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Disney, Marvel, Netflix in 'Flawed Heroes of Hell's Kitchen' pact

Marvel Heroes is a free-to-play Massively Multiplayer RPG

Marvel Heroes is a free-to-play Massively Multiplayer RPG in which players choose a character class and team up with others online to defeat enemies and improve their hero. Credit: Gazillion Entertainment/Secret Identity Studios

In easily the most significant original program deal in its history, Netflix just announced that Marvel's "Flawed Heroes of Hell's Kitchen" will come to the streaming service as four separate series, along with a miniseries based on "The Defenders."

Arrival date: 2015, but Netflix and ABC said the shows will roll out over years.

And to quote directly from the news release... "Led by a series focused on “Daredevil,” followed by “Jessica Jones,” “Iron Fist” and “Luke Cage,” the epic will unfold over multiple years of original programming, taking Netflix members deep into the gritty world of heroes and villains of Hell’s Kitchen, New York. Netflix has committed to a minimum of four, 13 episodes series and a culminating Marvel’s “The Defenders” miniseries event that re-imagines a dream team of self-sacrificing, heroic characters.

"The Defenders?" That's another whole pod of superheroes, including Doctor Strange, the sorcerer who protects the earth against magical thingamajigs, and whatnots.

Jones --  Marvel fans know -- was present and accounted for when Peter Parker had a fateful meeting with an arachnid, which led to his conversion to arachohumanoid, while she later survived a car crash, was irradiated, and -- after a long coma -- emerged with special powers of her own.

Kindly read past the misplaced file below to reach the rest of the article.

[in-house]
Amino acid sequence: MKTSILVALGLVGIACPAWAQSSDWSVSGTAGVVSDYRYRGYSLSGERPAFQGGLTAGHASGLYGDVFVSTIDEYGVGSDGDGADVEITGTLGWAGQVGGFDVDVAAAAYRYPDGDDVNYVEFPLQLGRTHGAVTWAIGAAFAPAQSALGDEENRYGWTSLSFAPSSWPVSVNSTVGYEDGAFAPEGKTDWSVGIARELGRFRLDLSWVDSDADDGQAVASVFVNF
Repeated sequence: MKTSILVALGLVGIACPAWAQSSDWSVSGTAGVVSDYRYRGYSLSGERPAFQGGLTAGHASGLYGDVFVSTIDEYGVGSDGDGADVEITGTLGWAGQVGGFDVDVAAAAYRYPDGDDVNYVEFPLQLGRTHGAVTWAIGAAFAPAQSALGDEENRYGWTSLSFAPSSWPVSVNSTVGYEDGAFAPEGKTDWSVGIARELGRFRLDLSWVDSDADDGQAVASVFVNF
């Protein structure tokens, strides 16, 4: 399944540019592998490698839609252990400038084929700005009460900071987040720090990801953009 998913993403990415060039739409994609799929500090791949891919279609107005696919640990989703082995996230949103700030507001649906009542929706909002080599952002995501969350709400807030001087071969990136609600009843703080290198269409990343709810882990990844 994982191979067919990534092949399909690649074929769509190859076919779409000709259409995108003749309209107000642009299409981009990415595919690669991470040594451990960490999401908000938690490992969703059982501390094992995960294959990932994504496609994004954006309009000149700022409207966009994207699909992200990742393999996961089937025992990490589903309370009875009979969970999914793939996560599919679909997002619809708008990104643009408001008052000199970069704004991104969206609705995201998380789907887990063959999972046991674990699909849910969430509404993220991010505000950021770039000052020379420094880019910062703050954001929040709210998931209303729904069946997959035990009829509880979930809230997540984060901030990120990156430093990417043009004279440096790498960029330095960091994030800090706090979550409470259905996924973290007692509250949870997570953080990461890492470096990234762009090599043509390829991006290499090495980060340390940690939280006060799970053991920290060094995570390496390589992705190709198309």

Casting on all this to be determined, but the significance is (umm) significant: "The Avengers, "Iron Man" and "Thor" have emerged as some of the world's biggest theatrical franchises, and the assumption probably has to be that these will assume a considerable life force of their own, too.

I suppose the odd thing is -- why isn't Disney developing some of this for ABC? Isn't that the network Disney already owns? The obvious answer I'm guessing is this: Netflix came up with the money, and a lot of it. All of the networks love Netflix these days -- not seeing it as an enemy or even frenemy but as a source of funds and added life for franchise network series.

There's another possible answer too: Netflix could conceivably be the perfect place for a Marvel deep dive. After all, we are now getting into the true arcana of the vast Marvel universe -- come on, how many of you really know who Jessica Jones is? Or care? -- and while this may be thrilling for the true-blue fanboys and girls out there, the average viewer is almost certainly befuddled by all this, or deeply bored. "Agents of S.H. I. E. L. D.," after a torrid start on ABC has cooled off dramatically, but a Netflix series offers a different sort of experience for fans -- who don't want to tune in every Tuesday night at 8, or even stream at or Hulu later in the week.

Netflix theoretically gives the average Marvel fan exactly what he or she wants: Something they can consume in one messy gulp, overnight or during a weekend, and then return, again and again, to gulp again. The  numbers may be small, but in aggregate huge, and can continue on for years. The life span on ABC would be a fraction of that.

Another quote, from Netflix content chief Ted Sarandos: “Marvel’s movies, such as Iron Man and Marvel’s The Avengers, are huge favorites on our service around the world. Like Disney, Marvel is a known and loved brand that travels. With House of Cards and our other original series, we have pioneered new approaches to storytelling and to global distribution and we’re thrilled to be working with Disney and Marvel to take our brand of television to new levels with a creative project of this magnitude.”

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